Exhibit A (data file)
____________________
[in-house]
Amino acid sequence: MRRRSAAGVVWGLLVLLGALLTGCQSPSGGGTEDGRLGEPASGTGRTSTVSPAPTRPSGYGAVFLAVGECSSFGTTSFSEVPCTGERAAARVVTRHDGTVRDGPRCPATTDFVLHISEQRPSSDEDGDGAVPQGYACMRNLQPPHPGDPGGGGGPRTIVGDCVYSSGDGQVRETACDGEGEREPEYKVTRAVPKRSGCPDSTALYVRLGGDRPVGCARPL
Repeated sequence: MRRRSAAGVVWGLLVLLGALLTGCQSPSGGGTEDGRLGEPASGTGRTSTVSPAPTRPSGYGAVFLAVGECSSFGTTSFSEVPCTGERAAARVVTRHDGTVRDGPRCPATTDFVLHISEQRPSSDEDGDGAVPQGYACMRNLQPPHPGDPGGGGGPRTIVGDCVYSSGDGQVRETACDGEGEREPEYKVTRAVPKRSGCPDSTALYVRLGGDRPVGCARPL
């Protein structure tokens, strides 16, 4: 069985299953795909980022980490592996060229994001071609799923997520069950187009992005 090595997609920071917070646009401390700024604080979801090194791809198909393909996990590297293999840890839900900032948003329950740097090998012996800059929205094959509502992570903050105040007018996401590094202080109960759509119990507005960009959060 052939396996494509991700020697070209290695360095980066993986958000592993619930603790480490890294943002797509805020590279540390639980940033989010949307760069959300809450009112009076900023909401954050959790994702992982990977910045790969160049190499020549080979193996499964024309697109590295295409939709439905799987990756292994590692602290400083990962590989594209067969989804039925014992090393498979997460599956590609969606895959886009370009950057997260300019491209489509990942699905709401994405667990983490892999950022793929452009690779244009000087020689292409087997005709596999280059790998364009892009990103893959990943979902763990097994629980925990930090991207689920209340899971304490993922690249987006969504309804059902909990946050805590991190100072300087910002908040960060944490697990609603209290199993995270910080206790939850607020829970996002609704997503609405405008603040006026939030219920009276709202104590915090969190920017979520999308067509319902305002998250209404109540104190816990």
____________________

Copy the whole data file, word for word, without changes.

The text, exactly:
[in-house]
Amino acid sequence: MRRRSAAGVVWGLLVLLGALLTGCQSPSGGGTEDGRLGEPASGTGRTSTVSPAPTRPSGYGAVFLAVGECSSFGTTSFSEVPCTGERAAARVVTRHDGTVRDGPRCPATTDFVLHISEQRPSSDEDGDGAVPQGYACMRNLQPPHPGDPGGGGGPRTIVGDCVYSSGDGQVRETACDGEGEREPEYKVTRAVPKRSGCPDSTALYVRLGGDRPVGCARPL
Repeated sequence: MRRRSAAGVVWGLLVLLGALLTGCQSPSGGGTEDGRLGEPASGTGRTSTVSPAPTRPSGYGAVFLAVGECSSFGTTSFSEVPCTGERAAARVVTRHDGTVRDGPRCPATTDFVLHISEQRPSSDEDGDGAVPQGYACMRNLQPPHPGDPGGGGGPRTIVGDCVYSSGDGQVRETACDGEGEREPEYKVTRAVPKRSGCPDSTALYVRLGGDRPVGCARPL
């Protein structure tokens, strides 16, 4: 069985299953795909980022980490592996060229994001071609799923997520069950187009992005 090595997609920071917070646009401390700024604080979801090194791809198909393909996990590297293999840890839900900032948003329950740097090998012996800059929205094959509502992570903050105040007018996401590094202080109960759509119990507005960009959060 052939396996494509991700020697070209290695360095980066993986958000592993619930603790480490890294943002797509805020590279540390639980940033989010949307760069959300809450009112009076900023909401954050959790994702992982990977910045790969160049190499020549080979193996499964024309697109590295295409939709439905799987990756292994590692602290400083990962590989594209067969989804039925014992090393498979997460599956590609969606895959886009370009950057997260300019491209489509990942699905709401994405667990983490892999950022793929452009690779244009000087020689292409087997005709596999280059790998364009892009990103893959990943979902763990097994629980925990930090991207689920209340899971304490993922690249987006969504309804059902909990946050805590991190100072300087910002908040960060944490697990609603209290199993995270910080206790939850607020829970996002609704997503609405405008603040006026939030219920009276709202104590915090969190920017979520999308067509319902305002998250209404109540104190816990």